From Dana Millbank at the Washington Post:
On paper, Obama should be an easy victor in his duel with Cheney; Obama is viewed favorably by about 60 percent of the public, Cheney by about 25 percent. And yet Cheney seems to be winning this fight. Senate Democrats, rebelling against Obama, voted against funding his plan to close the Guantanamo Bay prison. Obama himself backed down from his plan to release photographs of prisoner abuse. And he's gone back and forth on whether to prosecute or investigate those accused of authorizing torture.
For the moment, at least, Obama's intellectual arguments can't match Cheney's visceral rage. Even if Cheney can't reverse the new administration's policies, he's building a case for Obama to be blamed if there is a terrorist attack on his watch. Repeatedly yesterday, Cheney boasted that his policies "had everything to do with preventing another 9/11 on our watch."
At the very least, Cheney has gotten the president's attention. After Cheney's speech was scheduled last week, the White House booked an Obama speech for the same time on the same topic. His speech was scheduled to begin at 10:10 a.m., but Obama delayed that until 10:30 -- exactly when Cheney was supposed to speak across town. In the AEI conference room, those awaiting Cheney watched CNN's broadcast of the Obama speech on a projection screen.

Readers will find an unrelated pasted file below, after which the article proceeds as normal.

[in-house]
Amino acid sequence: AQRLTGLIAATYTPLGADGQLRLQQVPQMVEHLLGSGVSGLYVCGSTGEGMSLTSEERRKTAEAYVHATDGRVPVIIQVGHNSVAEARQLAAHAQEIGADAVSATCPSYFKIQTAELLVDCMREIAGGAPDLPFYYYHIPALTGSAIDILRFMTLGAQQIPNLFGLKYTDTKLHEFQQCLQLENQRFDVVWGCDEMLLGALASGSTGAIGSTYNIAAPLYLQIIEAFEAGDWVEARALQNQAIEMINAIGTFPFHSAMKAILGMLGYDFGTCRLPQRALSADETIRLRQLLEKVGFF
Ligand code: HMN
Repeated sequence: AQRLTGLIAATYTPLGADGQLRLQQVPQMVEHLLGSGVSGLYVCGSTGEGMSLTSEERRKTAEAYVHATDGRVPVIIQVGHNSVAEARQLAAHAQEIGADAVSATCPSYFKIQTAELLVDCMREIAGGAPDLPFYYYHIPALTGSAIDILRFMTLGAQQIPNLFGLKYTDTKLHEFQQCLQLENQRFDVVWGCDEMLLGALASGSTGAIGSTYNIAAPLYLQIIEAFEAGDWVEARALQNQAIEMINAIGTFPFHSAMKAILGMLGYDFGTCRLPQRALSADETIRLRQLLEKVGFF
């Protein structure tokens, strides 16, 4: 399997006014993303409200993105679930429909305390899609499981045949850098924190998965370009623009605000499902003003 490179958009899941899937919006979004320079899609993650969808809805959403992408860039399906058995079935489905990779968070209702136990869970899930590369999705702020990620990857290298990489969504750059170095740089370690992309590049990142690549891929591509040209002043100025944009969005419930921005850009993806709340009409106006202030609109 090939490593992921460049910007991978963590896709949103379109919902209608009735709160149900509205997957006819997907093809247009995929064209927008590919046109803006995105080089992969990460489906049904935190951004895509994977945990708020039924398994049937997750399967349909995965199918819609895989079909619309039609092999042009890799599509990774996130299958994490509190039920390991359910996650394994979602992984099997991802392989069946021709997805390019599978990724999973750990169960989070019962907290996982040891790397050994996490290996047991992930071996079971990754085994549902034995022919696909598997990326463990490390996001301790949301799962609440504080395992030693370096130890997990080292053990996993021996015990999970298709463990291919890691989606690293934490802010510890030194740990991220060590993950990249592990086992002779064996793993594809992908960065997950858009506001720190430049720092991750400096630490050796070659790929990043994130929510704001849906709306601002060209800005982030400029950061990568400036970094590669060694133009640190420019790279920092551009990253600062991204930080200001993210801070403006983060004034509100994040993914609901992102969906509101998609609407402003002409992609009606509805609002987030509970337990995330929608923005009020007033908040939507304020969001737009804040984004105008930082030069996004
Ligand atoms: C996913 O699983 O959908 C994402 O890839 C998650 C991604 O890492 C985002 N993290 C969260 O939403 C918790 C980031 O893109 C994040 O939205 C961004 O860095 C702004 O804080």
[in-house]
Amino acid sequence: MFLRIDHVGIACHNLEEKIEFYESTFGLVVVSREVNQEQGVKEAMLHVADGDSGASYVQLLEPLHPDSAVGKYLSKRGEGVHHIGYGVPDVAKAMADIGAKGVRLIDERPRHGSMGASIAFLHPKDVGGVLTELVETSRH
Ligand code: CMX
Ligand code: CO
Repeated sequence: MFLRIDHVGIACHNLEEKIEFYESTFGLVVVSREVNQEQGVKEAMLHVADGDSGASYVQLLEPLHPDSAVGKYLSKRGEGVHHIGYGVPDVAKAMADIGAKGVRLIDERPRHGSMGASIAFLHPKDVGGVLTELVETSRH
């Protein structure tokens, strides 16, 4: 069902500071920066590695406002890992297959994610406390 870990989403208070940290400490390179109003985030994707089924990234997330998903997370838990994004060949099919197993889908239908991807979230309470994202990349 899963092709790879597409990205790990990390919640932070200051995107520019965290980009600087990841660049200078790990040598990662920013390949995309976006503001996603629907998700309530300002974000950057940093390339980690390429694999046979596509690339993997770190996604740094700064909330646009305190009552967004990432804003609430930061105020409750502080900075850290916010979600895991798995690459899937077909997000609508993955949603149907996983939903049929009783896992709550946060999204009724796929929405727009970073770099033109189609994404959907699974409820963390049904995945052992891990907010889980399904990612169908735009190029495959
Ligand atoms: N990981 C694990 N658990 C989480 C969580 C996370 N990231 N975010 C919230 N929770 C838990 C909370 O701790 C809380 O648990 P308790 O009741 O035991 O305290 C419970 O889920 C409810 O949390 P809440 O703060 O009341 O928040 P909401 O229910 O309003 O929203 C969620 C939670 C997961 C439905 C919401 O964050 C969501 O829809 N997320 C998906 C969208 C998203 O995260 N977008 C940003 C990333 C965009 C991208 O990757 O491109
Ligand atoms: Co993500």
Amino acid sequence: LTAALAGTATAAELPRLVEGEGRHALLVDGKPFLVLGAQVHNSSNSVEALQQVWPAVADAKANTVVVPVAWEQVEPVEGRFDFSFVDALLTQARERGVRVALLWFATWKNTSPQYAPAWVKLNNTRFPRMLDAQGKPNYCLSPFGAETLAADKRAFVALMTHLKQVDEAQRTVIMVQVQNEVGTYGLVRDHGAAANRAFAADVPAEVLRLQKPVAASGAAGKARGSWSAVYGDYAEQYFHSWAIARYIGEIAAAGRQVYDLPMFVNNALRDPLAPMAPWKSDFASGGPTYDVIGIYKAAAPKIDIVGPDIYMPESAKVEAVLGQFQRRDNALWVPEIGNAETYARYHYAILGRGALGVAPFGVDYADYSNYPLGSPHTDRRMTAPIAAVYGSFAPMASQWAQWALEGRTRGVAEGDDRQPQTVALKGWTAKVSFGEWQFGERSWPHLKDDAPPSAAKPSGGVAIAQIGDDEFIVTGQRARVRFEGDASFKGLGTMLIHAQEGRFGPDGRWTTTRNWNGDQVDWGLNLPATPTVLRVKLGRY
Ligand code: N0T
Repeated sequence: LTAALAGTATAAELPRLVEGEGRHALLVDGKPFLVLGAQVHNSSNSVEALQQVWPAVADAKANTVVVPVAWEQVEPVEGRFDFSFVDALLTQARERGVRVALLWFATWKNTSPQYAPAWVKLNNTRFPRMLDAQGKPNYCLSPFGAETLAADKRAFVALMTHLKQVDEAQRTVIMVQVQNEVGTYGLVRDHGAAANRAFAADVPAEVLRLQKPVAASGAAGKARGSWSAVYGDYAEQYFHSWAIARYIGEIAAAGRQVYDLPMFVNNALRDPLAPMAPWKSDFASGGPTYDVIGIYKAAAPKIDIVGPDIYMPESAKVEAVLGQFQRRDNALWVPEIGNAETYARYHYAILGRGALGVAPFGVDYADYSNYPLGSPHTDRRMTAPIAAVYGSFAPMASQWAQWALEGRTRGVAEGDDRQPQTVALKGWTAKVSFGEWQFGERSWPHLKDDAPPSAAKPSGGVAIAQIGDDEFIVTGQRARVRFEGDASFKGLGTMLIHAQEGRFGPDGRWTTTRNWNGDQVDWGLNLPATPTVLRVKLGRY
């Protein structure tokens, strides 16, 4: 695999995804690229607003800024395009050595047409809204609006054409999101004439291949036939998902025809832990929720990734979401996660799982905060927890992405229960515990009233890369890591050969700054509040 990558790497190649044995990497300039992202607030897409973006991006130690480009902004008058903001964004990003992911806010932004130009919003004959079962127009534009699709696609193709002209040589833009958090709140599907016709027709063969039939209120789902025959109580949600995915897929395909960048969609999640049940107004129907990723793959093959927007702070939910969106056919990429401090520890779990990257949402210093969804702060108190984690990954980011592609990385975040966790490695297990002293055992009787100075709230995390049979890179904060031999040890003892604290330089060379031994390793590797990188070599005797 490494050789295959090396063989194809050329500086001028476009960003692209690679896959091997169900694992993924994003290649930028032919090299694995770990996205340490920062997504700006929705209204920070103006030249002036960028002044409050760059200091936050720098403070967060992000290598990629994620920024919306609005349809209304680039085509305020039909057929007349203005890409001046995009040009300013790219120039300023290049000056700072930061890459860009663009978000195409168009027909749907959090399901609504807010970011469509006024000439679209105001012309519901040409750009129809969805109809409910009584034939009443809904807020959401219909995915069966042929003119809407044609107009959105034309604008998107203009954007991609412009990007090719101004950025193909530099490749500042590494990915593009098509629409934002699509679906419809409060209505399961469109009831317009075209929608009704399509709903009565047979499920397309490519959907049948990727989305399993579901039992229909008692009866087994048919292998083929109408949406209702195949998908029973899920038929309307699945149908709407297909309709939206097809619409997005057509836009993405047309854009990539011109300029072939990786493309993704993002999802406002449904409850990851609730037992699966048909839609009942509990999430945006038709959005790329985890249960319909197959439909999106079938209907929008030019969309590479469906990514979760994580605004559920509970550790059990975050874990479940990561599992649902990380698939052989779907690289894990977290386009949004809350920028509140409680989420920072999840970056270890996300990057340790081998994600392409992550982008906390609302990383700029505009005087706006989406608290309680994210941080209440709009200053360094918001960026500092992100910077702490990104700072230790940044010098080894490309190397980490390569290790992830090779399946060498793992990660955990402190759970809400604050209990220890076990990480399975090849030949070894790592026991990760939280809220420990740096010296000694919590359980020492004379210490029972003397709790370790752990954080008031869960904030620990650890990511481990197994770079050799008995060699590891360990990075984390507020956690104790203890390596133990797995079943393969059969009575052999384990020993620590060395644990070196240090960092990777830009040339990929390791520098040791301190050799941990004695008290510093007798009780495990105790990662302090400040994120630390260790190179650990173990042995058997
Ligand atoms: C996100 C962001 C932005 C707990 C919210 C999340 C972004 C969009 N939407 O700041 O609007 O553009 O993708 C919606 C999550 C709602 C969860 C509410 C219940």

The president seemed slightly off his game. He introduced Defense Secretary Robert Gates as "William Gates," confusing his Cabinet member with the Microsoft founder. And he was thrown off by an apparent teleprompter malfunction at the end of his speech. Mostly, though, Obama struck a defensive tone. . . .
In an echo of the with-us-or-against-us theme, Cheney told Obama: "In the fight against terrorism, there is no middle ground."
Cheney, battling with respiratory congestion, listed the many things that have made him dyspeptic. The "so-called truth commission." The "feigned outrage based on a false narrative" of the opposition. The administration soliciting "applause in Europe for closing Guantanamo." The "euphemisms" he thinks Democrats are using to sanitize terrorism.
"Tired of calling it a war? Use any term you prefer," he growled. "Just remember: It is a serious step to begin unraveling some of the very policies that have kept our people safe since 9/11."
A swift uppercut to Obama's chin! Nine more 9/11 jabs and Cheney was ready for his rubdown.